Curbed LA has a story today about the possibility that the city will deem the Hollywood Reporter building on Sunset a Historic Cultural Monument and thereby prevent a developer from moving forward with plans to build ~300 hotel rooms, ~190 condos and and ~700 apartments on the site.
I appreciate interesting architecture. But I think the time has come to make the trade-offs inherent in preservation explicit.
We are living through a full-blown housing affordability crisis. We’re not even building enough units to keep pace with population growth, let alone put a dent in existing rents.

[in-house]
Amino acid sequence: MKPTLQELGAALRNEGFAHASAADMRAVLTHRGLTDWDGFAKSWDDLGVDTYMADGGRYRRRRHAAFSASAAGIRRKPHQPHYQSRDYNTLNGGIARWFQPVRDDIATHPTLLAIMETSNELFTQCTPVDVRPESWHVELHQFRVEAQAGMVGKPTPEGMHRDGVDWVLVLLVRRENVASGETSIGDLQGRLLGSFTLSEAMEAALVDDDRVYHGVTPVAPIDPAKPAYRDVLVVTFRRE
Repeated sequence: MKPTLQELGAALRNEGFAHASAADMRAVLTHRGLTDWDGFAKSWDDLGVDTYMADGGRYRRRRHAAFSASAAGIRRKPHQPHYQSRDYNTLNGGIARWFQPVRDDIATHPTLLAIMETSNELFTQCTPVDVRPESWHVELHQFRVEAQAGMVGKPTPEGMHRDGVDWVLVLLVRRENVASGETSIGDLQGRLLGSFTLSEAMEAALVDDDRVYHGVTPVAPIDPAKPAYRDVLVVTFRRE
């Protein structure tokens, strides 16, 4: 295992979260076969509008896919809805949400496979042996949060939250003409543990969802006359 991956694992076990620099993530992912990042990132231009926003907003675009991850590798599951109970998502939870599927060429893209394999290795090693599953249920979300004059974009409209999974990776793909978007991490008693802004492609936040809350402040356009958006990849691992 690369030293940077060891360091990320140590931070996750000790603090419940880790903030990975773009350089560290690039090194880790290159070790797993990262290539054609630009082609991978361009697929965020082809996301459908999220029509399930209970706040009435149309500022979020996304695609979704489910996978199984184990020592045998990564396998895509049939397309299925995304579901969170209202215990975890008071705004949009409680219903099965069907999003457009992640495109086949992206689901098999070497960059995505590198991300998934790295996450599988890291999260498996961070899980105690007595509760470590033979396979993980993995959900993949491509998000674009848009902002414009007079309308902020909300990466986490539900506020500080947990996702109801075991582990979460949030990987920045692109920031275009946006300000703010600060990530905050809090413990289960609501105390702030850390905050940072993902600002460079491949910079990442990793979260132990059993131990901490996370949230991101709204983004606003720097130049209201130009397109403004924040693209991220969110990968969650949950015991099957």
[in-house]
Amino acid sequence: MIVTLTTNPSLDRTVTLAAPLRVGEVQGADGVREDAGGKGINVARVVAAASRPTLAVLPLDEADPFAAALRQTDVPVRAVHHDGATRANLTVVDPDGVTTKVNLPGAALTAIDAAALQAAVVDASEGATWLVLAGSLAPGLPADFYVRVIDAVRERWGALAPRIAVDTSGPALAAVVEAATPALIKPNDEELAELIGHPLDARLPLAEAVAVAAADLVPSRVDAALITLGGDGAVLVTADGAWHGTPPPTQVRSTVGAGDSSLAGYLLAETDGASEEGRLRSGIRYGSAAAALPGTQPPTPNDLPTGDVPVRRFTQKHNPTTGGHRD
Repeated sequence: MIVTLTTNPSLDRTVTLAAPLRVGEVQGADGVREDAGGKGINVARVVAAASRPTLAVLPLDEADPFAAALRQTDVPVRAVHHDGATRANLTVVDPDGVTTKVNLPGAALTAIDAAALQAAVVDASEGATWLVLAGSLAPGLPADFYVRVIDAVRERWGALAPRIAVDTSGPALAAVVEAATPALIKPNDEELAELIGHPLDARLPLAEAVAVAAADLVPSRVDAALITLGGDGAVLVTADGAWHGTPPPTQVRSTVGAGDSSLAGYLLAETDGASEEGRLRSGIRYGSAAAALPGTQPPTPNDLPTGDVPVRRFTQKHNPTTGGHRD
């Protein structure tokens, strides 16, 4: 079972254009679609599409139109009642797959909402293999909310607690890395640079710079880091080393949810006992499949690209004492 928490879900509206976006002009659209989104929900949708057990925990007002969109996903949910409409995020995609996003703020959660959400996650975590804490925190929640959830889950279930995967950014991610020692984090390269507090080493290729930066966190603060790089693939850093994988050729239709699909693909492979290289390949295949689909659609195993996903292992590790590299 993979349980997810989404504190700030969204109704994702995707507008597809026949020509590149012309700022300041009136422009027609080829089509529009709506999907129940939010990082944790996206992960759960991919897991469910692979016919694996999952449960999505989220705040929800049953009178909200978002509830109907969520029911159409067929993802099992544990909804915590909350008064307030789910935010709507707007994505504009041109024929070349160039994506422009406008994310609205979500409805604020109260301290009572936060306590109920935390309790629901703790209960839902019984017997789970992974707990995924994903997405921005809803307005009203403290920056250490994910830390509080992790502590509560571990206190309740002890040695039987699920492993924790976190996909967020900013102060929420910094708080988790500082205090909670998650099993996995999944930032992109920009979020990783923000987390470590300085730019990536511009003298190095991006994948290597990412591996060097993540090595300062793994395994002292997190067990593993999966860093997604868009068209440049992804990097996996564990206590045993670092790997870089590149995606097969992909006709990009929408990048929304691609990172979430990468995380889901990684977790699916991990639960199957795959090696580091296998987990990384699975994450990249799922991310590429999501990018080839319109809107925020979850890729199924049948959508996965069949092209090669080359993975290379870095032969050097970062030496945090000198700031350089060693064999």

With respect to my fellow smaller-scale developers, absent some major changes to the zoning laws and building codes, we’re not the ones who are going to solve this crisis. It’s simply not possible to add thousands of units 4-8 units at a time.
The solution, like it or not, is large complexes, where one developer can add hundreds or thousands of units of housing in one shot.
Currently, the only places the zoning allows for these huge complexes is along commercial streets like Sunset.
In this case, we have an obviously obsolete office building (it’s been vacant for years!) taking up land that could be used to add materially to the city’s housing supply.
We need to ask ourselves what’s more important: The aesthetic sense of the preservationists among us, or the ability of working and middle class people to continue to live in our city?